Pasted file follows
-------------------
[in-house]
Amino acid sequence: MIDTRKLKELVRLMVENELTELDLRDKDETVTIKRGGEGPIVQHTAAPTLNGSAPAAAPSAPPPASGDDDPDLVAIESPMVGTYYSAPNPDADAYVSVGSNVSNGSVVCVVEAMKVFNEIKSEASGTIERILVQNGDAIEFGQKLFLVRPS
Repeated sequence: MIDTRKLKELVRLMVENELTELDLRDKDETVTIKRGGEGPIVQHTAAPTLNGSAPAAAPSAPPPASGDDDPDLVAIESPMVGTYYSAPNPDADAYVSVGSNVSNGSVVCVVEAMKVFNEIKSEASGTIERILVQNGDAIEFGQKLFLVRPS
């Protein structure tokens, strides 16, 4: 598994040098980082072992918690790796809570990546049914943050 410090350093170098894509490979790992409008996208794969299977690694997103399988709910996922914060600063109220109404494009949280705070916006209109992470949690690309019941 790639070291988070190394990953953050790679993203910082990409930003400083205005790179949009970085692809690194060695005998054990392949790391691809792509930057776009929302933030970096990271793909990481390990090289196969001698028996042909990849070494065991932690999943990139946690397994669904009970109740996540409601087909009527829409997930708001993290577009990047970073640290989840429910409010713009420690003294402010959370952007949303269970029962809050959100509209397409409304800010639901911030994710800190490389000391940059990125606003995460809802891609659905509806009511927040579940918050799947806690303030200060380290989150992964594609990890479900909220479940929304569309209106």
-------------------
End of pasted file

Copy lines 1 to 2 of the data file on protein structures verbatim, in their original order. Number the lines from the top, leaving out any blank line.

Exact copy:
[in-house]
Amino acid sequence: MIDTRKLKELVRLMVENELTELDLRDKDETVTIKRGGEGPIVQHTAAPTLNGSAPAAAPSAPPPASGDDDPDLVAIESPMVGTYYSAPNPDADAYVSVGSNVSNGSVVCVVEAMKVFNEIKSEASGTIERILVQNGDAIEFGQKLFLVRPS